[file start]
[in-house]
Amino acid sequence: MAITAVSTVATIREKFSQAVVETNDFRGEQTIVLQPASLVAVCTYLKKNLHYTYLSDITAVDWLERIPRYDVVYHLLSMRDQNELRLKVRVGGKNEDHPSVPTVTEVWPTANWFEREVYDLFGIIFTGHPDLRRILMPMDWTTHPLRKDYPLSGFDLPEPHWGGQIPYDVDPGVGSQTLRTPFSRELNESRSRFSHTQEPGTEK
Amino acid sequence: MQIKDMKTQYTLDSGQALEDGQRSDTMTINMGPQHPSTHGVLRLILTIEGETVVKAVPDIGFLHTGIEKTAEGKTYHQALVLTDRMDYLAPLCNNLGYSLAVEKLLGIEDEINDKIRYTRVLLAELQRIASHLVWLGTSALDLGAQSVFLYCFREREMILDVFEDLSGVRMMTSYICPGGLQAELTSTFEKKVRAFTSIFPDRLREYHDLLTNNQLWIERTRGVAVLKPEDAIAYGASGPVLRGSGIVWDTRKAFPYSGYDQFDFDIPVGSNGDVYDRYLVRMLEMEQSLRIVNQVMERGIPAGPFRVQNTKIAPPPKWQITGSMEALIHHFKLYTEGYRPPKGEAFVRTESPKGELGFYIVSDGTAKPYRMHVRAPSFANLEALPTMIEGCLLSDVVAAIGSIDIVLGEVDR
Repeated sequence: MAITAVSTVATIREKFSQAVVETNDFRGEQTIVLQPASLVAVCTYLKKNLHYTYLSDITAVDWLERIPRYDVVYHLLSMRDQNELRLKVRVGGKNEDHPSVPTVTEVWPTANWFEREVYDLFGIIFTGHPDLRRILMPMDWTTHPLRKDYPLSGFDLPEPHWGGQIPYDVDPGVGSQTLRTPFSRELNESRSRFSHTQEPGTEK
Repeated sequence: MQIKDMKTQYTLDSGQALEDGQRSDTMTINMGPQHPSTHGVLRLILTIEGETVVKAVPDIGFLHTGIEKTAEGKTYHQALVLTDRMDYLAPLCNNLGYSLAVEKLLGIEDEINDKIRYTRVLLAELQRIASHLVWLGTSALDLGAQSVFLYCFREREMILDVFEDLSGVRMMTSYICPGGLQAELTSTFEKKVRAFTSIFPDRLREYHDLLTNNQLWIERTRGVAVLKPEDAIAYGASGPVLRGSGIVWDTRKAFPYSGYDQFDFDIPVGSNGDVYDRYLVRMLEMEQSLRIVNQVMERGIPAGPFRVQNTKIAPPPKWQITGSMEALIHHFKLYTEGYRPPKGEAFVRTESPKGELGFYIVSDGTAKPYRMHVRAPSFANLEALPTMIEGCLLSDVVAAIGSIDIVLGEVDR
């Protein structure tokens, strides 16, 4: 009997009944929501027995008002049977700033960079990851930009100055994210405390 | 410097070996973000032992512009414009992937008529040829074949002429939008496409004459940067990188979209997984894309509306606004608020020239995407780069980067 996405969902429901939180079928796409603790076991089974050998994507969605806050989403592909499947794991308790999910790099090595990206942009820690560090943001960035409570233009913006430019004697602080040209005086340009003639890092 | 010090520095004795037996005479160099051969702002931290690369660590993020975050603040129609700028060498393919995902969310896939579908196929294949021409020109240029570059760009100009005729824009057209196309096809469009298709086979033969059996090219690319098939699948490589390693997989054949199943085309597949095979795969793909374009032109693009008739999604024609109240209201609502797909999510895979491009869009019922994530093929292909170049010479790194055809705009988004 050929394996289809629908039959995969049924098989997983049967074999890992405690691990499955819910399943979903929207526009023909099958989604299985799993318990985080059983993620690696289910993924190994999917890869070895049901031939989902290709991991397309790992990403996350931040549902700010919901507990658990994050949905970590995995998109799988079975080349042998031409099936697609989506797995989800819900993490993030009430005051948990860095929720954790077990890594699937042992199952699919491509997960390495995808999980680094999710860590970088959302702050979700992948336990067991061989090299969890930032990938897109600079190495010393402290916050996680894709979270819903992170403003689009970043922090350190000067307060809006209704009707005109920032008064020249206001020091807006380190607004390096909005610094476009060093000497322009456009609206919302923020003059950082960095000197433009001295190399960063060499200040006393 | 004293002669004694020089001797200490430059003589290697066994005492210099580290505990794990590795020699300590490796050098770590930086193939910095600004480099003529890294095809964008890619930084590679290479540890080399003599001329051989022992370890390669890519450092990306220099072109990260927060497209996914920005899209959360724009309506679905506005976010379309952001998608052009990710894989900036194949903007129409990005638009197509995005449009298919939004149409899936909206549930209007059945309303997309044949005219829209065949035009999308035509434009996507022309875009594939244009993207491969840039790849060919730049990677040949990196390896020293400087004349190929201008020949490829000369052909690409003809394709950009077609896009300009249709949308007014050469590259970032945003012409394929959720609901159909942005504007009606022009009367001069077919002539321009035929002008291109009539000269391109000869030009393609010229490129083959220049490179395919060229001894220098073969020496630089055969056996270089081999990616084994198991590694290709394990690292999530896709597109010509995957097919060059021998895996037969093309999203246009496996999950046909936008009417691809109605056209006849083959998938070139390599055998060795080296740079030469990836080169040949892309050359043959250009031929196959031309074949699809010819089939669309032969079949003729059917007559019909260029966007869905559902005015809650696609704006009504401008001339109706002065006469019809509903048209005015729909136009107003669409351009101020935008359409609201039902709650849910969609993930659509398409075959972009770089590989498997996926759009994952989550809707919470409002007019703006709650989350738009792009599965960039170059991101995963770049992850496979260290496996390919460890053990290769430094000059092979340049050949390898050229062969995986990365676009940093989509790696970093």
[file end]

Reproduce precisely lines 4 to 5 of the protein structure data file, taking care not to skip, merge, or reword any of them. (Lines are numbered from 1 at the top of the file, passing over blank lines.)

Repeated sequence: MAITAVSTVATIREKFSQAVVETNDFRGEQTIVLQPASLVAVCTYLKKNLHYTYLSDITAVDWLERIPRYDVVYHLLSMRDQNELRLKVRVGGKNEDHPSVPTVTEVWPTANWFEREVYDLFGIIFTGHPDLRRILMPMDWTTHPLRKDYPLSGFDLPEPHWGGQIPYDVDPGVGSQTLRTPFSRELNESRSRFSHTQEPGTEK
Repeated sequence: MQIKDMKTQYTLDSGQALEDGQRSDTMTINMGPQHPSTHGVLRLILTIEGETVVKAVPDIGFLHTGIEKTAEGKTYHQALVLTDRMDYLAPLCNNLGYSLAVEKLLGIEDEINDKIRYTRVLLAELQRIASHLVWLGTSALDLGAQSVFLYCFREREMILDVFEDLSGVRMMTSYICPGGLQAELTSTFEKKVRAFTSIFPDRLREYHDLLTNNQLWIERTRGVAVLKPEDAIAYGASGPVLRGSGIVWDTRKAFPYSGYDQFDFDIPVGSNGDVYDRYLVRMLEMEQSLRIVNQVMERGIPAGPFRVQNTKIAPPPKWQITGSMEALIHHFKLYTEGYRPPKGEAFVRTESPKGELGFYIVSDGTAKPYRMHVRAPSFANLEALPTMIEGCLLSDVVAAIGSIDIVLGEVDR